The Sexy Times | Vagina-Havers, Get the IUD

The Sexy Times is The Pitt News’ biweekly sex blog written by Genna Edwards.

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By Genna Edwards, Senior Staff Writer

First off — it does not hurt as bad as the internet says it will. Do not go to Reddit, do not listen to your friends’ tales — while some women do report pain, reading this kind of babble will only terrify you before you even have your feet in the metal stirrups.

If you’re contemplating an IUD at this moment in history — or, I suppose, any moment in history — I am telling you straight to your face to bite the bullet and get it. Reproductive health for people with vaginas always seems up in the air. I hear every week of yet another roadblock, yet another anti-choice Supreme Court wannabe, yet another study or article detailing that men just aren’t ready to burden themselves with birth control and its side effects.

For the time being, women do the grunt work of birth control and many women around me are worried about their future contraception access. I have a simple recommendation — toss your daily pills and meet Mr. IUD, a bendy plastic (or copper) man that you won’t have to worry about for up to seven years. You heard me – seven years of not thinking about birth control. Seven years of pure bliss.

You’ve likely only heard about the IUD in passing. As I’ve discussed before, sex education in this country does not arm vagina owners with correct and helpful information regarding contraception options. Because of this, I had to do a lot of research on my own before I felt comfortable enough to give the gynecologist a thumbs up.

Of course I was worried about the pain. All IUD stories I’ve heard read like horrific old wives’ tales — “the pain was so bad I descended into Hell, where Satan prodded at my uterus until it exploded with the fire of a thousand suns.” Like, I’m here firsthand to tell you that these stories are all subjective and singular. I went into the doctor’s office prepared for a bloodbath. I was… totally fine. For me, it wasn’t as big a deal as people make it out to be.

And that’s saying a lot for me. I have a history of vasovagal syncope, meaning I tend to faint in medical situations. It sucks. Shots, procedures, even the metal glimpse of a speculum — my eyes roll back. You’d think if the pill had been working for me for years I’d just stick to it, but look, I’d had enough. Would you ask any 20-something man to take a pill at the same time every day for years? Likely not. So why do I have to, on top of everything else we’re all dealing with right now?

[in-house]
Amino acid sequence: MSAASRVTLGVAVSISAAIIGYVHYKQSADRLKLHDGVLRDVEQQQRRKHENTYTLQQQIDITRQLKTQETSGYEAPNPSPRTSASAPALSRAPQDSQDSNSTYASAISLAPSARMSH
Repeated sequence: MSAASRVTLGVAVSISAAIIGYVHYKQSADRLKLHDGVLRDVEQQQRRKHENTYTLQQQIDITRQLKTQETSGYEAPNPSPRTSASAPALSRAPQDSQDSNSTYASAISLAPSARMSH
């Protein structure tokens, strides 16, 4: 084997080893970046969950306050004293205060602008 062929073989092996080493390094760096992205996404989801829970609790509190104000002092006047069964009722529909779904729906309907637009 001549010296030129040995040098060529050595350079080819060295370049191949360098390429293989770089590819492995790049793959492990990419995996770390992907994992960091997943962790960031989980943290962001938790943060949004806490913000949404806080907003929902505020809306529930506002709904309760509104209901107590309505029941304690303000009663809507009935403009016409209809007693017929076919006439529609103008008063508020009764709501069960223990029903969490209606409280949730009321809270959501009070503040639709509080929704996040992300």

The procedure goes like this — you’ll put on the little flowered hospital gown, lay down and place your feet in the stirrups. A really nice doctor will talk you through everything before it happens so you’re not shocked or scared. She’ll insert a speculum — honestly, this is the worst part, I cannot stand speculums — and measure the inside of your bits to make sure you’re the right size for the type of IUD you want. (I got the Mirena.) Then she’ll swab your cervix with some pink soap. It will tickle.

You can opt for a medicine that will numb your cervix so the actual IUD insertion feels like barely a nudge. This is what I did. The medicine feels super weird, and you’ll feel the numbness down there, but it can help with fears and anxiety about the IUD going in.

When the doctor puts the IUD in, you will feel cramping in your uterus. I didn’t have terrible pain — if you do, rest assured it only lasts for a second or two in my experience. They’ll give you a heat pad. If you pass out like I did, they’ll get you some orange juice and put a wet cloth on your face while you babble about how “that was totally easy and barely hurt I can’t believe this oh man.”

I’ve had my IUD for about a week now. I named her Shirley. She gives me some cramps but she’ll ultimately be worth it — I don’t have to worry about birth control for the next seven years.

If you’re on the fence about an IUD, just get it. I may not be the most serious guy out there, but if there’s one thing I don’t joke about, it’s women’s access to contraceptives. You deserve to not have to worry about getting pregnant. You have loads of stuff to do, dammit.

For more information on IUD types and side effects, you can check this out or simply ask your primary care doctor or gynecologist.

Genna Edwards writes about gender and media for The Pitt News. You can drop her a line at [email protected].

 

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